Why We Keep Researching
In the most literal sense, Kaizen means good change or continuous improvement. We talk a lot about Kaizen psychometrics because one of Hogan’s core values is to continually improve our business products, services, and practices. The foundation of all of these initiatives is our assessments. Although this sounds simple, it is surprising how few test publishers work to update and improve their assessments. This is particularly true for personality assessments, where the intervals between original content and new items can often be measured in decades rather than years. Even worse, most are never updated at all. The reason so few test publishers update their assessments is that it requires immense amounts of time and energy. But the costs of not updating assessments can be much greater. Whether we like it or not, items become outdated, norms lose their relevance over time, and there is always room for improvement in even the most carefully constructed scale.
Below is a collection of our current research projects. The data from these projects are not currently available for purchase, but may be incorporated in future products.
We are currently exploring machine learning approaches for algorithmically scoring key products associated with the Hogan assessments. Machine learning techniques provide improved predictive validity when applied appropriately; however, we at Hogan understand the importance of interpretability and transparency of our algorithms. Knowing why someone scored lower or higher is just as important as doing so accurately. Our algorithms are both interpretable and accurate.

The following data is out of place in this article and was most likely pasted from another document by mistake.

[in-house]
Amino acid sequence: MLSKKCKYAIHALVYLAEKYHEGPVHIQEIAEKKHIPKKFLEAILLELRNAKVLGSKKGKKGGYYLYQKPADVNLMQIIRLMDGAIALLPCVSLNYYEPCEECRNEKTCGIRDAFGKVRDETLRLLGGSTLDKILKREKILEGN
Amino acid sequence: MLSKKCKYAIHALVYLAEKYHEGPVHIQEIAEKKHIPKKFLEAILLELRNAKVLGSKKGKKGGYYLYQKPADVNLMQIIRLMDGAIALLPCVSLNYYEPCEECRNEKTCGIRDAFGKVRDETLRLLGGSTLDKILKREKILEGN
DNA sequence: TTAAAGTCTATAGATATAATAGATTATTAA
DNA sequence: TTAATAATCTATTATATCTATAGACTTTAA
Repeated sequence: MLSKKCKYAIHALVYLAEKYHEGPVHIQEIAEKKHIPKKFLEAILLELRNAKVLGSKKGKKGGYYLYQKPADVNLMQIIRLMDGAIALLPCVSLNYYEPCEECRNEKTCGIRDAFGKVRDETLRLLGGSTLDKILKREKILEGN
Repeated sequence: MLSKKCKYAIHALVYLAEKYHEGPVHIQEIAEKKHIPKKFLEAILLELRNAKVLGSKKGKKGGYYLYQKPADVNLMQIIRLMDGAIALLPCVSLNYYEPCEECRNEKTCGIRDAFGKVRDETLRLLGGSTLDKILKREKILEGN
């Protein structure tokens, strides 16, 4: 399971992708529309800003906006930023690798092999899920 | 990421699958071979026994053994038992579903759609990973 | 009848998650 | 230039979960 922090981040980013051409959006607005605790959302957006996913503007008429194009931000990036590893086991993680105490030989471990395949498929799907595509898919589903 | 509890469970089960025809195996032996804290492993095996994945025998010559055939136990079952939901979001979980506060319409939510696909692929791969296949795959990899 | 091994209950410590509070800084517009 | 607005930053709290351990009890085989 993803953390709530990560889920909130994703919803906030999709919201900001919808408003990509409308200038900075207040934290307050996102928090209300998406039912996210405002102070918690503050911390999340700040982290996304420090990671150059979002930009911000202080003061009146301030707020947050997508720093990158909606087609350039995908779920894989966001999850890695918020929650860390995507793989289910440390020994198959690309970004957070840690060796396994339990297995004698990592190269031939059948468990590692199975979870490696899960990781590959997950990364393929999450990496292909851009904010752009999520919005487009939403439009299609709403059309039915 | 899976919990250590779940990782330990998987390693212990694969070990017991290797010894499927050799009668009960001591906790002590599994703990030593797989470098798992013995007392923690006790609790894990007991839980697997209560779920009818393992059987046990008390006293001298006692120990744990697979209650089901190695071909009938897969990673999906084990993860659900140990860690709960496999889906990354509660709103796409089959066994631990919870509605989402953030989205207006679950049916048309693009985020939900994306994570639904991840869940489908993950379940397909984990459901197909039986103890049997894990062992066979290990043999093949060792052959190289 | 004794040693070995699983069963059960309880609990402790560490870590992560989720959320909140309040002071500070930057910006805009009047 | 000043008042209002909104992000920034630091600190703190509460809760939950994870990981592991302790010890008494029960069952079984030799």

We are currently exploring and using narrow AI to streamline our behind-the-scene processes. One example of narrow AI use at Hogan is applying natural language processing to improve our accuracy and speed with coding focus-group notes.
A Standalone Cognitive Assessment
We are working on releasing the Hogan Cognitive Reasoning Inventory, which combines the Judgment Report’s Numerical and Verbal information processing assessments into a standalone test. The Numerical scale concerns the ability to process information and to identify patterns and rules in numerical data. The Verbal scale concerns the ability to understand and use words to their desired effect. The HCRI provides users scores on these two scales and a combined overall score, which is more representative of general cognitive ability.
We continue to write and test new cognitive ability items for our assessments. Our goal is to create more, equivalent forms of the Hogan Business Reasoning Inventory and the Hogan Cognitive Reasoning Inventory.
Know the Real You
Our reputations concern how other people see us. They reflect our past behaviors and our interactions with others. In the workplace, our reputations are often more important than our identities, or how we see ourselves. We validate all the Hogan assessments using reputation-based data, looking for relationships between how people score on our assessments and how other people view them. This process is the key to the high-quality feedback people who take the Hogan assessments receive and have come to expect.
At Hogan, we always gathering reputation research data. If you have taken our assessments in the past and wish to participate in the reputation research program, please click here.